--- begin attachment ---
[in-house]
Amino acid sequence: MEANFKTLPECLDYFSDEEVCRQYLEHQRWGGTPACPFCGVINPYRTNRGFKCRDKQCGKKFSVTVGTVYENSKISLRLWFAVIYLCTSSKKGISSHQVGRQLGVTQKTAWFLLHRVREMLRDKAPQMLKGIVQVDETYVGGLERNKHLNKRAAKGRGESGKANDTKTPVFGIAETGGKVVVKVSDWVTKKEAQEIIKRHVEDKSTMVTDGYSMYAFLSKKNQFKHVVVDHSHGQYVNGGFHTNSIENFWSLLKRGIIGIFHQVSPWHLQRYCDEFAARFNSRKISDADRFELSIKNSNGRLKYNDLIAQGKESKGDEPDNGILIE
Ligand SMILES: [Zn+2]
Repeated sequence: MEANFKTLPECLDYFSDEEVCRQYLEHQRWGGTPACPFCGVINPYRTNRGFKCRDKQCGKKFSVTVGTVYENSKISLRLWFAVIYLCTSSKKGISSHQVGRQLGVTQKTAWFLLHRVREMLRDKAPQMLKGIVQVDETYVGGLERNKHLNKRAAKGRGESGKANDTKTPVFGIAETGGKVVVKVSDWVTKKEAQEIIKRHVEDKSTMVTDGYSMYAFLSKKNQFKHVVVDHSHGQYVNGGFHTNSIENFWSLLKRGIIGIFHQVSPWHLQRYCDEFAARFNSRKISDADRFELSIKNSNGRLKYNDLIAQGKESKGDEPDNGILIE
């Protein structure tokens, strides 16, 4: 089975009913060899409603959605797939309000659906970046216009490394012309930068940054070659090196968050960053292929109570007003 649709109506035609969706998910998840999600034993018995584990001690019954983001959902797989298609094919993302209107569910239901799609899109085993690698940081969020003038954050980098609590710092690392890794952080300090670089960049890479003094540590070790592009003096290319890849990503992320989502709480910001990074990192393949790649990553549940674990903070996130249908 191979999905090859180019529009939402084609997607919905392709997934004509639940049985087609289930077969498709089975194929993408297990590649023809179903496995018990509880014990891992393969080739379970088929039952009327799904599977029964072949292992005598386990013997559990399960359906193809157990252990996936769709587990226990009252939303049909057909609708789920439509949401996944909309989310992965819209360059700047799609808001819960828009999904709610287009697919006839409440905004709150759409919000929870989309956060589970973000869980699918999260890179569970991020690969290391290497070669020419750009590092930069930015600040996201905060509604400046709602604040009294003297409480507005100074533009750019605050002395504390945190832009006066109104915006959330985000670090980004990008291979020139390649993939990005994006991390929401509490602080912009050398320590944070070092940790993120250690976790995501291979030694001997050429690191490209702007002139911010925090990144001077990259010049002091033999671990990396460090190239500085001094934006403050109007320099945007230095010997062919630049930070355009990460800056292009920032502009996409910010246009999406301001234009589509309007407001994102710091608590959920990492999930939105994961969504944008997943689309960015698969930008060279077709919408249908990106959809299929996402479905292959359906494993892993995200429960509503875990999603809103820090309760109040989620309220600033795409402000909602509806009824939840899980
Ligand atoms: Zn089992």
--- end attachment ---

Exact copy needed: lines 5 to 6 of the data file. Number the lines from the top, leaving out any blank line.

């Protein structure tokens, strides 16, 4: 089975009913060899409603959605797939309000659906970046216009490394012309930068940054070659090196968050960053292929109570007003 649709109506035609969706998910998840999600034993018995584990001690019954983001959902797989298609094919993302209107569910239901799609899109085993690698940081969020003038954050980098609590710092690392890794952080300090670089960049890479003094540590070790592009003096290319890849990503992320989502709480910001990074990192393949790649990553549940674990903070996130249908 191979999905090859180019529009939402084609997607919905392709997934004509639940049985087609289930077969498709089975194929993408297990590649023809179903496995018990509880014990891992393969080739379970088929039952009327799904599977029964072949292992005598386990013997559990399960359906193809157990252990996936769709587990226990009252939303049909057909609708789920439509949401996944909309989310992965819209360059700047799609808001819960828009999904709610287009697919006839409440905004709150759409919000929870989309956060589970973000869980699918999260890179569970991020690969290391290497070669020419750009590092930069930015600040996201905060509604400046709602604040009294003297409480507005100074533009750019605050002395504390945190832009006066109104915006959330985000670090980004990008291979020139390649993939990005994006991390929401509490602080912009050398320590944070070092940790993120250690976790995501291979030694001997050429690191490209702007002139911010925090990144001077990259010049002091033999671990990396460090190239500085001094934006403050109007320099945007230095010997062919630049930070355009990460800056292009920032502009996409910010246009999406301001234009589509309007407001994102710091608590959920990492999930939105994961969504944008997943689309960015698969930008060279077709919408249908990106959809299929996402479905292959359906494993892993995200429960509503875990999603809103820090309760109040989620309220600033795409402000909602509806009824939840899980
Ligand atoms: Zn089992």